The Editorial Relations Committee of PACA (Picture Archive Council of America) has released updated suggestions for dealing with educational publishers. Digital technology is rapidly changing the way educational materials are being developed and used. During this transition period image licensors need to be particularly vigilant if they hope to receive reasonable compensation for the long range use of their imagery.
The New Year is a popular time for newly revised preferred vendor agreements from editorial publishers. The Editorial Relations Committee recommends that you review these agreements very closely. As we have discussed previously, many of these agreements are asking for unlimited print or unit runs for the life of a program. Some will limit the program life to an edition with a defined percentage of changes, others ask for rights for all editions in all media in perpetuity. Another definition change or addition that we have been made aware of, in a few agreements, is in customized editions. The new definition allows for sections of one program to be repurposed in another unrelated program. (i.e. a chapter or selection of chapters from a History textbook may be repurposed in a Social Studies text).
We have seen agreements slowly expand the definition of customized editions over the years. Beginning with the state specific editions to broader volumes of a book divided into more focused topics or smaller editions and editions with rearranged chapters to suit varying teaching needs. These customizations did expand the marketability of a program, but each customized edition still fell within the same program. The expansion of the definition to allow sections of a program to be repurposed in an unrelated program creates a license that would be impossible to keep track of and verify authorized use.
Granting rights in perpetuity has long been discouraged. The same is true for granting rights for unlimited print or unit runs, especially as the accompanying rights continue to expand. The potential use for images within a program continues to increase substantially. To grant rights for unlimited units and especially unlimited units, in perpetuity is much too broad of a license, and again makes it impossible to keep track and verify authorized use.
As we are aware, several textbook publishers are currently being challenged and are facing multiple lawsuits for exceeding rights granted on previous licenses. The broad rights grab agreements that we are now being presented with only end up being a win for the publisher.
While we do understand the need for flexibility to help publishers meet their constantly changing demands, we do not believe this can only be accomplished by agreeing to such broad and unmanageable agreements. We recommend that you review and carefully consider the consequences before signing these agreements.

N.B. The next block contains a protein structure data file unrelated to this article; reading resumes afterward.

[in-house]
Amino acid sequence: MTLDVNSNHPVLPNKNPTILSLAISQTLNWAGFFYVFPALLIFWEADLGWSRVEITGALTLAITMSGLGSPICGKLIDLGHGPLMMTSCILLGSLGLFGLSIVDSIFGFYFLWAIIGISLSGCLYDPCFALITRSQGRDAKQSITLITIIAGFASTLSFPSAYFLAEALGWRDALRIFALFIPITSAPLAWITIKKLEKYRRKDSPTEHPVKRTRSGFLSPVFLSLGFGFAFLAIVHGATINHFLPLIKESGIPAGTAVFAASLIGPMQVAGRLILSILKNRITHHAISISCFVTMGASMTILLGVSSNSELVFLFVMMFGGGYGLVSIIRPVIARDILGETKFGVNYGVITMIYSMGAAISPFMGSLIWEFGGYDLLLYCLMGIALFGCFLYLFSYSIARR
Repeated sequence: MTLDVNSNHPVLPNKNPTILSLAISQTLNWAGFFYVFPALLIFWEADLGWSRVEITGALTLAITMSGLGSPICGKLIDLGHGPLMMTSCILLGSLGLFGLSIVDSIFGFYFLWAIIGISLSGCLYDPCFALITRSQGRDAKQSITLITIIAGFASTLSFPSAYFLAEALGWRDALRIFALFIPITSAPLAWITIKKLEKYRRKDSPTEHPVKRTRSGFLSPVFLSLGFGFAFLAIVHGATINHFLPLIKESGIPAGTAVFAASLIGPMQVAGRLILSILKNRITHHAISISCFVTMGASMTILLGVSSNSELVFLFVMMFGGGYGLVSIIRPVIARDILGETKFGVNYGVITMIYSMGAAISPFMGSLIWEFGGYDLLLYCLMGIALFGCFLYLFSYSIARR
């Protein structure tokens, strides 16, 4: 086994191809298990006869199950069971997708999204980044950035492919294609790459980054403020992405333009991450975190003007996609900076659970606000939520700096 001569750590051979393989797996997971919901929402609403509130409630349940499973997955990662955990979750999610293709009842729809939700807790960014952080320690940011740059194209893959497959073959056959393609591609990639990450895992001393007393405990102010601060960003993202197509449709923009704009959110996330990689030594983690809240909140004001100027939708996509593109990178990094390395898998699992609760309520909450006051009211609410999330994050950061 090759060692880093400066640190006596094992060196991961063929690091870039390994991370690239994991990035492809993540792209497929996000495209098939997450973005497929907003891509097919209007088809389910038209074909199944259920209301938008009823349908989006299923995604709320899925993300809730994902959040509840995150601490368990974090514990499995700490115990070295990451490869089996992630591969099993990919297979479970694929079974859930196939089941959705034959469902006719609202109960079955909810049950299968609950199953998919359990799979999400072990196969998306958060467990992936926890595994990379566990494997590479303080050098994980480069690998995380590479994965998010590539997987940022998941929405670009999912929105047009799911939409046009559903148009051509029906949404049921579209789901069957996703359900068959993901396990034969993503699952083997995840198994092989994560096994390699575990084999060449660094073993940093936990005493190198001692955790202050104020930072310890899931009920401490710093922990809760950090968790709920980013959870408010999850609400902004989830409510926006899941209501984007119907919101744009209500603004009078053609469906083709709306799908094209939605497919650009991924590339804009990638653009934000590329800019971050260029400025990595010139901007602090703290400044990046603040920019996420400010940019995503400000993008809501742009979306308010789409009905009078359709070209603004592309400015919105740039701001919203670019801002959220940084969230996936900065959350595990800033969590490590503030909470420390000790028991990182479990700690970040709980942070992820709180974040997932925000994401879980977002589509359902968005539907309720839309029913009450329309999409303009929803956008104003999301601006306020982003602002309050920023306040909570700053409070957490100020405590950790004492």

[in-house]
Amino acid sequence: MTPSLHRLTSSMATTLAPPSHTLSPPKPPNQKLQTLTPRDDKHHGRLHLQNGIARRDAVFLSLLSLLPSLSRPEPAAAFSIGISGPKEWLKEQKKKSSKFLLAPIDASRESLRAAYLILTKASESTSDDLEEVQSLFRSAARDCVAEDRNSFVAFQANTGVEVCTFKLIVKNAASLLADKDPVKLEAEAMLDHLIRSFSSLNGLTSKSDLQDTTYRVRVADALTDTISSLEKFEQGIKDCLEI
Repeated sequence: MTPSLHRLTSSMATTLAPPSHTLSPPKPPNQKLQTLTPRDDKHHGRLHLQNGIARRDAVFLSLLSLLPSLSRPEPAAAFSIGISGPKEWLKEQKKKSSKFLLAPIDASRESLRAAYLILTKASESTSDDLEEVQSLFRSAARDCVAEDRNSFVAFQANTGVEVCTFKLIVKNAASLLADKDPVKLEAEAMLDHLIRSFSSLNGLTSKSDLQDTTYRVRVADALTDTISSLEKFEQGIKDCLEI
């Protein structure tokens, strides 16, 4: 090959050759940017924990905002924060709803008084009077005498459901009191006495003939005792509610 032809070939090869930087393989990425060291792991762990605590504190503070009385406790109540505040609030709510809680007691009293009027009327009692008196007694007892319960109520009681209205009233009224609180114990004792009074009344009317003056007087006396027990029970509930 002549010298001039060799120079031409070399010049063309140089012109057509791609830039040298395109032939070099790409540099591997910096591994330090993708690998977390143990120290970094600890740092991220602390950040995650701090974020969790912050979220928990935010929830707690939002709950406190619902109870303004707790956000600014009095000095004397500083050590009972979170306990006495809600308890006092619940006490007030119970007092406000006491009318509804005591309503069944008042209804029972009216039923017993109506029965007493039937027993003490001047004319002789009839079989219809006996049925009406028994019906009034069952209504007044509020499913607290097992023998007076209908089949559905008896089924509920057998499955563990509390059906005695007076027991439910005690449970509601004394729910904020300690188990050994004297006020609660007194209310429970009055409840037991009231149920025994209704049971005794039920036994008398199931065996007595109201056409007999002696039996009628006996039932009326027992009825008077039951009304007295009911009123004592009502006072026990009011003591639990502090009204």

Textbooks with iBooks 2
Apple introduced iBooks 2 last months, with the new digital textbook, http://www.apple.com/pr/library/2012/01/19Apple-Reinvents-Textbooks-with-iBooks-2-for-iPad.html
. Admittedly, first there is the awe of the interactive textbook and the number of options made available through this new medium, but then the licensor of content in us kicks in. The Editorial Relations Committee has outlined a few points to consider for textbook licensing.
There are currently only a few textbooks available through iBooks from McGraw Hill and Pearson Education, but they are titles that many PACA members have images in. It is recommended that licenses granted for these titles be reviewed.
The Editorial Relations Committee has discouraged the granting of unlimited print, unit or user counts. This continues to hold true. When granting a license it is suggested that there is always a cap of units (including all print and electronic editions) or users. At one time we thought publishers would never exceed 100,000 copies and then it was a million units. The press releases stated that 2 to 4 million students are already using the titles currently available.
Many have already made the transition to include electronic editions in the total unit count, rather than charging a percentage of the print license for electronic use. If you have not made this change in your licensing agreements, it is strongly suggested. We are approaching the time when the number of electronic units of a title may exceed the print units.
Traditionally we have granted a license for one edition with a set percentage of revisions allowed. Once those revisions are exceeded it becomes a new edition requiring additional fees. The electronic edition allows for simpler, faster and more updates and revisions. Something to consider when defining what constitutes a new edition and requires an additional license fee.
We still need to see how quickly and broadly the iTextbook will be adopted. But whether it is through Apple or elsewhere, electronic textbooks are growing and are no longer the afterthought of the print edition. We need to make sure they are properly accounted for in textbook licensing.